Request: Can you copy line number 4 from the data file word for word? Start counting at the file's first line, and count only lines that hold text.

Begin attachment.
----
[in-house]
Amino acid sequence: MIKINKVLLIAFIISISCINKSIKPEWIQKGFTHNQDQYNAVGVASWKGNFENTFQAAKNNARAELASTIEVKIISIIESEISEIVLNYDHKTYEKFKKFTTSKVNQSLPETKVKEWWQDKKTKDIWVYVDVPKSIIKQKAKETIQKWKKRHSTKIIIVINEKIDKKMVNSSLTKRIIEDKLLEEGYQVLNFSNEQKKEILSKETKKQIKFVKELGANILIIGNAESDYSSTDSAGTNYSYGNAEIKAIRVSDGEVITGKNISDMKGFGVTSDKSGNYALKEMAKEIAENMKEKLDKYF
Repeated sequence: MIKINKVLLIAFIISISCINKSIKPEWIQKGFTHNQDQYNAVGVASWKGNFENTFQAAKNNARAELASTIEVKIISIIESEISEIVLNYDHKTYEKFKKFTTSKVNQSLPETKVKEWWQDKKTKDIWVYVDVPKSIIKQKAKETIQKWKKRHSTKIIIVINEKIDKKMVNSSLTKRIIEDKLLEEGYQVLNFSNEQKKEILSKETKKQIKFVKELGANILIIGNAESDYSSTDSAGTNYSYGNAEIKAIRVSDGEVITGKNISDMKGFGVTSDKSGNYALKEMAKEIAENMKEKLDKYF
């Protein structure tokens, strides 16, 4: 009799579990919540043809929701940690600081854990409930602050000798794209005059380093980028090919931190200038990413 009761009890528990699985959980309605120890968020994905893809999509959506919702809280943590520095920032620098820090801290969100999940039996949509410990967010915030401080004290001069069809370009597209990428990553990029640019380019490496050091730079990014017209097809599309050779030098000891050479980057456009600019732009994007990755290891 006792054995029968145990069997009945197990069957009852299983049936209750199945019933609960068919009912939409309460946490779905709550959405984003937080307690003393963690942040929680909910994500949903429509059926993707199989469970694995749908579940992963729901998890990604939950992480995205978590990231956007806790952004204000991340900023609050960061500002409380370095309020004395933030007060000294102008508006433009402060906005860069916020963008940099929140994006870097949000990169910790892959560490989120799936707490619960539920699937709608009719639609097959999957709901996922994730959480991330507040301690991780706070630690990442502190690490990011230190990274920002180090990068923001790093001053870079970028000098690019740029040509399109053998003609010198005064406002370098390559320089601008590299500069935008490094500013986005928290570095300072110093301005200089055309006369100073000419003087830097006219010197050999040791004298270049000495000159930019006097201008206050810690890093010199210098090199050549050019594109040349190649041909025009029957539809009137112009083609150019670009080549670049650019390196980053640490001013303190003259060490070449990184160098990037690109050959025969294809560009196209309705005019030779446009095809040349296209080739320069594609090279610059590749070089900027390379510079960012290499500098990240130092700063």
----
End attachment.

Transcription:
């Protein structure tokens, strides 16, 4: 009799579990919540043809929701940690600081854990409930602050000798794209005059380093980028090919931190200038990413 009761009890528990699985959980309605120890968020994905893809999509959506919702809280943590520095920032620098820090801290969100999940039996949509410990967010915030401080004290001069069809370009597209990428990553990029640019380019490496050091730079990014017209097809599309050779030098000891050479980057456009600019732009994007990755290891 006792054995029968145990069997009945197990069957009852299983049936209750199945019933609960068919009912939409309460946490779905709550959405984003937080307690003393963690942040929680909910994500949903429509059926993707199989469970694995749908579940992963729901998890990604939950992480995205978590990231956007806790952004204000991340900023609050960061500002409380370095309020004395933030007060000294102008508006433009402060906005860069916020963008940099929140994006870097949000990169910790892959560490989120799936707490619960539920699937709608009719639609097959999957709901996922994730959480991330507040301690991780706070630690990442502190690490990011230190990274920002180090990068923001790093001053870079970028000098690019740029040509399109053998003609010198005064406002370098390559320089601008590299500069935008490094500013986005928290570095300072110093301005200089055309006369100073000419003087830097006219010197050999040791004298270049000495000159930019006097201008206050810690890093010199210098090199050549050019594109040349190649041909025009029957539809009137112009083609150019670009080549670049650019390196980053640490001013303190003259060490070449990184160098990037690109050959025969294809560009196209309705005019030779446009095809040349296209080739320069594609090279610059590749070089900027390379510079960012290499500098990240130092700063």